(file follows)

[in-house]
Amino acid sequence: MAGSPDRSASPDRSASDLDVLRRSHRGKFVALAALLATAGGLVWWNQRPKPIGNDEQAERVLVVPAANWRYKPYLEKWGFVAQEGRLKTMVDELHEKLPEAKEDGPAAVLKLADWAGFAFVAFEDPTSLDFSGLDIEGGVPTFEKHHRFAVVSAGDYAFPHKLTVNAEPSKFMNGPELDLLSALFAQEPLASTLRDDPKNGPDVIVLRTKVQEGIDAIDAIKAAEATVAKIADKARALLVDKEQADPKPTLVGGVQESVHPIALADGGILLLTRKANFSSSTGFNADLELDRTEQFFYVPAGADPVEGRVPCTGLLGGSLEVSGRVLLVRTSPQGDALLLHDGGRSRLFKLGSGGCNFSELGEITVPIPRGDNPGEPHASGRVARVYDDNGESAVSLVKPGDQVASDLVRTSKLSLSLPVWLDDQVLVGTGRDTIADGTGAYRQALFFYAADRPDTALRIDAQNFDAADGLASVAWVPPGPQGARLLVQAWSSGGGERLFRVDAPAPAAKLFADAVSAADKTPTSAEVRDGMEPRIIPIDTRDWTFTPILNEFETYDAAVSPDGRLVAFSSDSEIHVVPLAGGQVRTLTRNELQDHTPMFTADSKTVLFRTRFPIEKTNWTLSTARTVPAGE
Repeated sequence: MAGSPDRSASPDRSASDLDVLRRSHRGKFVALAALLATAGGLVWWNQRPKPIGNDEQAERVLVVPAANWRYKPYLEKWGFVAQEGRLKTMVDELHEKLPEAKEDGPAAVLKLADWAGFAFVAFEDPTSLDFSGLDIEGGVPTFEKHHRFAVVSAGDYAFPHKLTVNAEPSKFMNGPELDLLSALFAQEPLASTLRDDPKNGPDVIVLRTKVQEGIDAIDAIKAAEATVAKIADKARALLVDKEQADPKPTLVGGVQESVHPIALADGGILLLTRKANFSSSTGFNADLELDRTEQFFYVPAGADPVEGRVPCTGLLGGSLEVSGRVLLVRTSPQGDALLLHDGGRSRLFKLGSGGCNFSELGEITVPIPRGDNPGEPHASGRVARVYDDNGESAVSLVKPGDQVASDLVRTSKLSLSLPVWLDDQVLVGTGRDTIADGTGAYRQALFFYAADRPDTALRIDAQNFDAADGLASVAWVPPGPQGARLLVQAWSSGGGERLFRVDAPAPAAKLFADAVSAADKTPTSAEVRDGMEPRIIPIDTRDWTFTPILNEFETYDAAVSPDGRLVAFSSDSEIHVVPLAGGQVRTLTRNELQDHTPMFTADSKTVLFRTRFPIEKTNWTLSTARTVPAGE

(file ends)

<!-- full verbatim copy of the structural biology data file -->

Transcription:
[in-house]
Amino acid sequence: MAGSPDRSASPDRSASDLDVLRRSHRGKFVALAALLATAGGLVWWNQRPKPIGNDEQAERVLVVPAANWRYKPYLEKWGFVAQEGRLKTMVDELHEKLPEAKEDGPAAVLKLADWAGFAFVAFEDPTSLDFSGLDIEGGVPTFEKHHRFAVVSAGDYAFPHKLTVNAEPSKFMNGPELDLLSALFAQEPLASTLRDDPKNGPDVIVLRTKVQEGIDAIDAIKAAEATVAKIADKARALLVDKEQADPKPTLVGGVQESVHPIALADGGILLLTRKANFSSSTGFNADLELDRTEQFFYVPAGADPVEGRVPCTGLLGGSLEVSGRVLLVRTSPQGDALLLHDGGRSRLFKLGSGGCNFSELGEITVPIPRGDNPGEPHASGRVARVYDDNGESAVSLVKPGDQVASDLVRTSKLSLSLPVWLDDQVLVGTGRDTIADGTGAYRQALFFYAADRPDTALRIDAQNFDAADGLASVAWVPPGPQGARLLVQAWSSGGGERLFRVDAPAPAAKLFADAVSAADKTPTSAEVRDGMEPRIIPIDTRDWTFTPILNEFETYDAAVSPDGRLVAFSSDSEIHVVPLAGGQVRTLTRNELQDHTPMFTADSKTVLFRTRFPIEKTNWTLSTARTVPAGE
Repeated sequence: MAGSPDRSASPDRSASDLDVLRRSHRGKFVALAALLATAGGLVWWNQRPKPIGNDEQAERVLVVPAANWRYKPYLEKWGFVAQEGRLKTMVDELHEKLPEAKEDGPAAVLKLADWAGFAFVAFEDPTSLDFSGLDIEGGVPTFEKHHRFAVVSAGDYAFPHKLTVNAEPSKFMNGPELDLLSALFAQEPLASTLRDDPKNGPDVIVLRTKVQEGIDAIDAIKAAEATVAKIADKARALLVDKEQADPKPTLVGGVQESVHPIALADGGILLLTRKANFSSSTGFNADLELDRTEQFFYVPAGADPVEGRVPCTGLLGGSLEVSGRVLLVRTSPQGDALLLHDGGRSRLFKLGSGGCNFSELGEITVPIPRGDNPGEPHASGRVARVYDDNGESAVSLVKPGDQVASDLVRTSKLSLSLPVWLDDQVLVGTGRDTIADGTGAYRQALFFYAADRPDTALRIDAQNFDAADGLASVAWVPPGPQGARLLVQAWSSGGGERLFRVDAPAPAAKLFADAVSAADKTPTSAEVRDGMEPRIIPIDTRDWTFTPILNEFETYDAAVSPDGRLVAFSSDSEIHVVPLAGGQVRTLTRNELQDHTPMFTADSKTVLFRTRFPIEKTNWTLSTARTVPAGE